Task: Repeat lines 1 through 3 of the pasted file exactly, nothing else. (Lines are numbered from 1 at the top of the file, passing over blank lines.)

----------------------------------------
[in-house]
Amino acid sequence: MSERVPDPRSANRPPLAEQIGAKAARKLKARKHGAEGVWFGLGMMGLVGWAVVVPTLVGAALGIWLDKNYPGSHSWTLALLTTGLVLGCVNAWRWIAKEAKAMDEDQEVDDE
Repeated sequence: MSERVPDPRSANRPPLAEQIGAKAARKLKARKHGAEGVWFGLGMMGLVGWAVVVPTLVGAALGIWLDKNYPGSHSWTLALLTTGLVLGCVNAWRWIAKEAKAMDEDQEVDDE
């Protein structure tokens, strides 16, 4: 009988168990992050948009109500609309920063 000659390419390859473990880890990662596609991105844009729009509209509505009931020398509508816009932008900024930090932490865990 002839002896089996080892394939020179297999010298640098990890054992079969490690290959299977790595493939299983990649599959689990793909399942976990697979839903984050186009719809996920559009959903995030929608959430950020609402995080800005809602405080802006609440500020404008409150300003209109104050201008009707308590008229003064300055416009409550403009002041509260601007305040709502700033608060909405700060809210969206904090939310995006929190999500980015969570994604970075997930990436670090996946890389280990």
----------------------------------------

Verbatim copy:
[in-house]
Amino acid sequence: MSERVPDPRSANRPPLAEQIGAKAARKLKARKHGAEGVWFGLGMMGLVGWAVVVPTLVGAALGIWLDKNYPGSHSWTLALLTTGLVLGCVNAWRWIAKEAKAMDEDQEVDDE
Repeated sequence: MSERVPDPRSANRPPLAEQIGAKAARKLKARKHGAEGVWFGLGMMGLVGWAVVVPTLVGAALGIWLDKNYPGSHSWTLALLTTGLVLGCVNAWRWIAKEAKAMDEDQEVDDE